By Leo @Adobe Stock

ASML’s High-NA-EUV lithography system is the world’s most advanced piece of machinery, costing around $370 million, the size of a double-decker bus, weighs as much as a blue whale, and is built under extreme secrecy. It is single-handedly powering the future of AI, but were restrictions meant to prevent China from replicating the technology implemented too late? Diederik Baazil, Cagan Koc, and Jordan Robertson of Bloomberg report that ASML reassured officials about its ability to disable the machines remotely, but does China have what it needs already? They write:

ASML Holding NV and Taiwan Semiconductor Manufacturing Co. have ways to disable the world’s most sophisticated chipmaking machines in the event that China invades Taiwan, according to people familiar with the matter.

Officials from the US government have privately expressed concerns to both their Dutch and Taiwanese counterparts about what happens if Chinese aggression escalates into an attack on the island responsible for producing the vast majority of the world’s advanced semiconductors, two of the people said, speaking on condition of anonymity.

ASML reassured officials about its ability to remotely disable the machines when the Dutch government met with the company on the threat, two others said. The Netherlands has run simulations on a possible invasion in order to better assess the risks, they added. […]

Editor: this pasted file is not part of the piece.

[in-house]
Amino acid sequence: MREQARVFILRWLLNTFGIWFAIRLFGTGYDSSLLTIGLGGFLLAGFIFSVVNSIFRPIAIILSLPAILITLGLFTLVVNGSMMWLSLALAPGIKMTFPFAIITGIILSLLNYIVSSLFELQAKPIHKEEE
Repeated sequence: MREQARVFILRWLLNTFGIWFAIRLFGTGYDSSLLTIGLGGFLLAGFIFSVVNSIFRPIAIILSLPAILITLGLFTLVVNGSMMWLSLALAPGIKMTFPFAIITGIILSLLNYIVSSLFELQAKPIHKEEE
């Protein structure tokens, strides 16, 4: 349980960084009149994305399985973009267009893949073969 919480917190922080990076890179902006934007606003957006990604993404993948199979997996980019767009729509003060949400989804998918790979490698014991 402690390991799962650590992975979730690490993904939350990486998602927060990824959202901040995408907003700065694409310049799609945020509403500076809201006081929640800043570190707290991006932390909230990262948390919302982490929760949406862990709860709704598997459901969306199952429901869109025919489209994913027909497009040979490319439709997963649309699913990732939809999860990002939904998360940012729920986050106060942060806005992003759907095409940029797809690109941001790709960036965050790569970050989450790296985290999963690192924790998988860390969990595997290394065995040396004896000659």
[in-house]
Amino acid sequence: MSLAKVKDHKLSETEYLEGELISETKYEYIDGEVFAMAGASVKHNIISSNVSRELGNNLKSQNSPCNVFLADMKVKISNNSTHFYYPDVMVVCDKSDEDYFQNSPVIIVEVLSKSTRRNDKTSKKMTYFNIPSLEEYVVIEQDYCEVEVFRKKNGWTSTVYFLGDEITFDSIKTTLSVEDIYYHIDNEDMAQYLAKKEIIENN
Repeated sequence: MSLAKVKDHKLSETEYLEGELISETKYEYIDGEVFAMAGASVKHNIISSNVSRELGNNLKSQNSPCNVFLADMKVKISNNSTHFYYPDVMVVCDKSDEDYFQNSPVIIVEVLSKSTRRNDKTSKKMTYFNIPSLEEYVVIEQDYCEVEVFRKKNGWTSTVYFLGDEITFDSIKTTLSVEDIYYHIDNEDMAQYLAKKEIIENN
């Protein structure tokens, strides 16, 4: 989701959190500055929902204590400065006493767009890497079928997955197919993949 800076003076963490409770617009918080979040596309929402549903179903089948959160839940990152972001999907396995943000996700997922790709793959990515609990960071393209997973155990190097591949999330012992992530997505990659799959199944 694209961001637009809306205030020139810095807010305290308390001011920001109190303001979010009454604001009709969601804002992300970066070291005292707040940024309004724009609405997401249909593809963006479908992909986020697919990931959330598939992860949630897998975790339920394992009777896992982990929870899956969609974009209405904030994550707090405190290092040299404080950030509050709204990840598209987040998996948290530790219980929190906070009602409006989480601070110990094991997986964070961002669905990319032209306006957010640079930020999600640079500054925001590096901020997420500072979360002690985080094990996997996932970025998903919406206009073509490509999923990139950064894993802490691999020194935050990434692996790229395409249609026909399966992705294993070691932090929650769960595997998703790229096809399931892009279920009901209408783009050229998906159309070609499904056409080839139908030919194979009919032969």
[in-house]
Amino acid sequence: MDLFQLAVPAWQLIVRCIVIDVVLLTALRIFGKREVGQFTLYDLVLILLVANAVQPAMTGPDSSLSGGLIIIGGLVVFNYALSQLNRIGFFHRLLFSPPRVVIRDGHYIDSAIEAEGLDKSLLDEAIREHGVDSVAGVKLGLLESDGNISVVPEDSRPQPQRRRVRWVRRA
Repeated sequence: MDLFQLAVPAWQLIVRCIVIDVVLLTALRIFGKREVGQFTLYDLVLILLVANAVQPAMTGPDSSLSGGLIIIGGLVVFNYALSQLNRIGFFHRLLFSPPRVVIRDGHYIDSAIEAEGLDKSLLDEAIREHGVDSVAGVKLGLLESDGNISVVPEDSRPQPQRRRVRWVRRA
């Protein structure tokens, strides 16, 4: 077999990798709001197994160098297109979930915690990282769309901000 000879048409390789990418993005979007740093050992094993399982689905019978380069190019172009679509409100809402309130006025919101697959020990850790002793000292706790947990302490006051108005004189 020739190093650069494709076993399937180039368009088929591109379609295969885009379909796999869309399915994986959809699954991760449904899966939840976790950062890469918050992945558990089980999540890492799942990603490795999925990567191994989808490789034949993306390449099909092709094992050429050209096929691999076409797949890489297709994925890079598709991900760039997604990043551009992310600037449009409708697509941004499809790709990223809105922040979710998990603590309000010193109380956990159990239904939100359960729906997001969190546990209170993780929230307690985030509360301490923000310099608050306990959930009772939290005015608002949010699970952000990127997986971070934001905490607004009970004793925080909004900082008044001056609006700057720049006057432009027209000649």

The EUV machine has helped turn ASML into Europe’s most valuable tech stock with a market capitalization topping $370 billion — more than double that of its client Intel Corp. […]

Evidence suggests the restrictions may have come too late to stem Chinese advances. Huawei Technologies Co. last year produced a smartphone to rival Apple Inc.’s iPhone using chips made with older ASML printers in combination with tools from two US suppliers, Bloomberg News reported in October after conducting a break-down of the phone. […]

“Nobody can control TSMC by force,” Liu said. “If there is a military invasion you will render TSMC factory non-operable.”

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